Sitting with Tuhin Parikh in Blackstone Advisors India's 5th floor office in the iconic Express Towers in Mumbai's Nariman Point offers a peek into how the private equity (PE) giant thinks about real estate. Express Towers, designed in 1972 by renowned architect Joseph Allen Stein, is a Mumbai landmark that houses blue-chip companies such as McKinsey & Co., Indian Hotels Company, Merrill Lynch, EY, law firm Shardul Amarchand Mangaldas & Co., among others.
Parikh, who is senior managing director and oversees the real estate business, says when Blackstone bought Express Towers in 2014 for $150 million, it was a mess. Tenants had installed their own box air-conditioners — which leaked on walls and were aesthetically galling — as centralised air-conditioning was in a bad shape. Blackstone replaced the plant and gave customers the option to move to centralised air-conditioning or shift their air-conditioning units to one side of the building. It revamped the façade, added new sitting areas in the lobby, created security throughways from entrances and spruced up the elevator lobby. The older elevators would break down often and were replaced. Parikh brought new staff to manage the facility while retaining ground staff who knew the facility in and out.
A mosaic mural on the ground floor was in a poor condition. There were suggestions to remove it. Blackstone learnt that it was made by none other than Padma Shri Nelly Sethna. It opted for restoration. Now, the building even has emergency preparedness, including a 24X7 ambulance service on campus, says Vijay Datwani, an executive with Amarchand Mangaldas who has been working on the premises for 20 years. The makeover, say experts, cost ₹60 crore, a huge expense for an asset that had cost Blackstone around ₹900 crore. Was it worth it? The point, says Parikh, is that Blackstone commands ₹270 per square foot for Express Towers while Mittal Chambers across the road costs ₹175 per square foot.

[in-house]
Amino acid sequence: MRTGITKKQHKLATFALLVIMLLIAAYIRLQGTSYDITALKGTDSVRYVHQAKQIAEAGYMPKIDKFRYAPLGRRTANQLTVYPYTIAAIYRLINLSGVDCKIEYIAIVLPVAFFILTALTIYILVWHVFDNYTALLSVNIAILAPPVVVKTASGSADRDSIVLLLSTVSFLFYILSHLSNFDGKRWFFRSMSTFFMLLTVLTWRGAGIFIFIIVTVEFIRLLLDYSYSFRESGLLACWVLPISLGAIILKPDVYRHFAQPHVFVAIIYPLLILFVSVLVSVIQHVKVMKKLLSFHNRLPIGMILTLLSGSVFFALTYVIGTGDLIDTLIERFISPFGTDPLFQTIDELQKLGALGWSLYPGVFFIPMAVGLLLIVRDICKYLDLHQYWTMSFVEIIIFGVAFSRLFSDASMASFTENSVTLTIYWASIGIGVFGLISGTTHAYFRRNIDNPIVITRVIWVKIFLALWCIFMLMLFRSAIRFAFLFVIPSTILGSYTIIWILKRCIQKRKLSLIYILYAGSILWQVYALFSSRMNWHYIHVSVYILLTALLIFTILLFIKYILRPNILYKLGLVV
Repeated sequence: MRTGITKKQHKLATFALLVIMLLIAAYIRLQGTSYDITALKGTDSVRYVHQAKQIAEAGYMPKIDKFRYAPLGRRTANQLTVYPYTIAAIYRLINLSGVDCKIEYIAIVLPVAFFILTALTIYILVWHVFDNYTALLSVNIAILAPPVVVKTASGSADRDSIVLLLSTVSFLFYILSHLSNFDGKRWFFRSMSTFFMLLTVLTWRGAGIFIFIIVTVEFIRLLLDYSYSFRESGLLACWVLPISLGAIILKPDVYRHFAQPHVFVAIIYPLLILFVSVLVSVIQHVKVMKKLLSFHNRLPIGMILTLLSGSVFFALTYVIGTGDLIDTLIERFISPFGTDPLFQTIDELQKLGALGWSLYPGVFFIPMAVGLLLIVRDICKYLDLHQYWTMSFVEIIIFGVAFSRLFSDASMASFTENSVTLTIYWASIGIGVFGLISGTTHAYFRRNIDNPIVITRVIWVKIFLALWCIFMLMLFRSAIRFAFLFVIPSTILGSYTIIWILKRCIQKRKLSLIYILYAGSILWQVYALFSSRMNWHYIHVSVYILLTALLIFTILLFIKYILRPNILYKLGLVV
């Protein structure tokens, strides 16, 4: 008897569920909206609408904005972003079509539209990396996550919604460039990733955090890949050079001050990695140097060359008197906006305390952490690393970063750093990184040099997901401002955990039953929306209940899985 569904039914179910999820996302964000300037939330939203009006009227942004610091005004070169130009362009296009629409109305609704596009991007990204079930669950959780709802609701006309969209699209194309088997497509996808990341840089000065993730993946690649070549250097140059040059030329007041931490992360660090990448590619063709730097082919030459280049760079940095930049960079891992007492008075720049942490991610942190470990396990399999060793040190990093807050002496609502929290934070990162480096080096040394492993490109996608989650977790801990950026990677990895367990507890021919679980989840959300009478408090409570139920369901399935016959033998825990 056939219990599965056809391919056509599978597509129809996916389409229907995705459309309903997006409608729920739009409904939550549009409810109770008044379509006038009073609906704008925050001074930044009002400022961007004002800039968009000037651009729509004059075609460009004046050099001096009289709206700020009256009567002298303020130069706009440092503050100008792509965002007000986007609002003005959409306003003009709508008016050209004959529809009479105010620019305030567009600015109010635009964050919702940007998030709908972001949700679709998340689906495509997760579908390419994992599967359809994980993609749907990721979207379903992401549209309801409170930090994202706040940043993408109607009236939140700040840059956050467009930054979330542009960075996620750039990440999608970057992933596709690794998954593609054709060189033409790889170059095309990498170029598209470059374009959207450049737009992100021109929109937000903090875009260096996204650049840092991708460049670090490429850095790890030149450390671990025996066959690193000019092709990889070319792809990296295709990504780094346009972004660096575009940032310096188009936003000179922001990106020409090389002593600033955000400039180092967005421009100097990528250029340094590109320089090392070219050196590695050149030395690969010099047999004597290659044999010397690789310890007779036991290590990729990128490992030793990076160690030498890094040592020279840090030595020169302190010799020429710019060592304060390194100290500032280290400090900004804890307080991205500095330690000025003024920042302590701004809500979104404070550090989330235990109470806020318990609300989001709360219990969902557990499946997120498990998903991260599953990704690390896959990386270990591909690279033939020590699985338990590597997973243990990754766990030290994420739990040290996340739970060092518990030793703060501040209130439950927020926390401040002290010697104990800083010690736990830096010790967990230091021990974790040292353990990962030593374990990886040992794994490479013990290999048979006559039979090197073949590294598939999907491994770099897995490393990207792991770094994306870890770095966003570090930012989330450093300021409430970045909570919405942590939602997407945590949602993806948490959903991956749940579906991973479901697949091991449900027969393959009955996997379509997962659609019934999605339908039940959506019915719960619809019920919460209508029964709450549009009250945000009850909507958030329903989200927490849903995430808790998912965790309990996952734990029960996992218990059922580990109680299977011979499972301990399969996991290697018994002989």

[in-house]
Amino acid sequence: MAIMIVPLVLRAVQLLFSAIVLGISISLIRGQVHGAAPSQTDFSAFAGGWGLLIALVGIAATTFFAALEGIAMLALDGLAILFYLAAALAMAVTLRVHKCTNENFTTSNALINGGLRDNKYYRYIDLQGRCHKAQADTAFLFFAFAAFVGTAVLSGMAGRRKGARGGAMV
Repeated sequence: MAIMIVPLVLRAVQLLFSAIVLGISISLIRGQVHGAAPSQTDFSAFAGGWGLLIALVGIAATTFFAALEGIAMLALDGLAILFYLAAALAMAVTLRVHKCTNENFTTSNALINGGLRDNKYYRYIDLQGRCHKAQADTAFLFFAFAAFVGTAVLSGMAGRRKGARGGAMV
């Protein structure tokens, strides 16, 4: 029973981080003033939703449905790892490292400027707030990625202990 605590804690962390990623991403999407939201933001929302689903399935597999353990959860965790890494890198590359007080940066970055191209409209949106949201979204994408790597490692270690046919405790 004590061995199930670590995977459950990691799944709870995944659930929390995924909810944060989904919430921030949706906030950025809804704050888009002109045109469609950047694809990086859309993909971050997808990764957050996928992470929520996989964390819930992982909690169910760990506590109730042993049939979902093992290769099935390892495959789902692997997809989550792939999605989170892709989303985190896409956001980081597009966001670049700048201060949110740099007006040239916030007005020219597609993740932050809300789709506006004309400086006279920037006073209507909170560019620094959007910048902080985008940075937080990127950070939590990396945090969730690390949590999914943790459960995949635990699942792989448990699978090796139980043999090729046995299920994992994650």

A similar approach worked for Mall of Amritsar. After its acquisition in 2015, Blackstone upgraded the facility by bringing in brands such as H&M, Nykaa, Under Armour, Burger King and KFC. Then, it upgraded the infrastructure by overhauling lobbies, plaza, washrooms, food court, external landscape and façade. In the last three years, rent has grown from ₹43 per square foot to ₹60 per square foot and occupancy from 65% to 93%. Same-store sales growth has gone up from 3% to 9%, say Blackstone executives.
The quality premium is not a coincidence but a result of years of carefully crafted strategy that Blackstone has been following ever since its India entry in 2005. One of its pillars, say real estate analysts, is sticking to ready assets and avoiding projects under development even if that means paying a premium. Multiple tenants in trophy assets such as Express Towers reduce concentration risk, unlike in the West, where most properties have one-two tenants.
The approach, combined with aggressive acquisition of marquee assets, has helped Blackstone build a 125.5 million square feet realty portfolio to emerge as India’s largest corporate landlord. This includes office portfolio of 81 million square feet across 38 assets in seven cities. That leads No. 2 NCR-based DLF’s 37.5 million square feet, Mindspace’s 31.3 million square feet, Canadian PE firm Brookfield’s 42.6 million square feet and Bengaluru-based Prestige Group’s 18.7 million square feet. Besides office spaces, it owns over nine million square feet of retail space under the Nexus malls portfolio. Blackstone is also India’s largest logistics warehousing company with 35.5 million square feet space after the recent acquisition of Embassy Industrial Parks. It also runs a huge real estate investment trust (REIT), Embassy Office Parks, part of its commercial realty portfolio. A REIT pools money from mostly small investors and invests in real estate assets.
Blackstone’s India interest, however, goes far beyond real estate. The PE arm sports an enviable portfolio of majority-owned companies such as Mphasis, Piramal Glass and Essel Propack (EPL). This makes Blackstone one of India’s largest private investors and top 10 business houses in the country.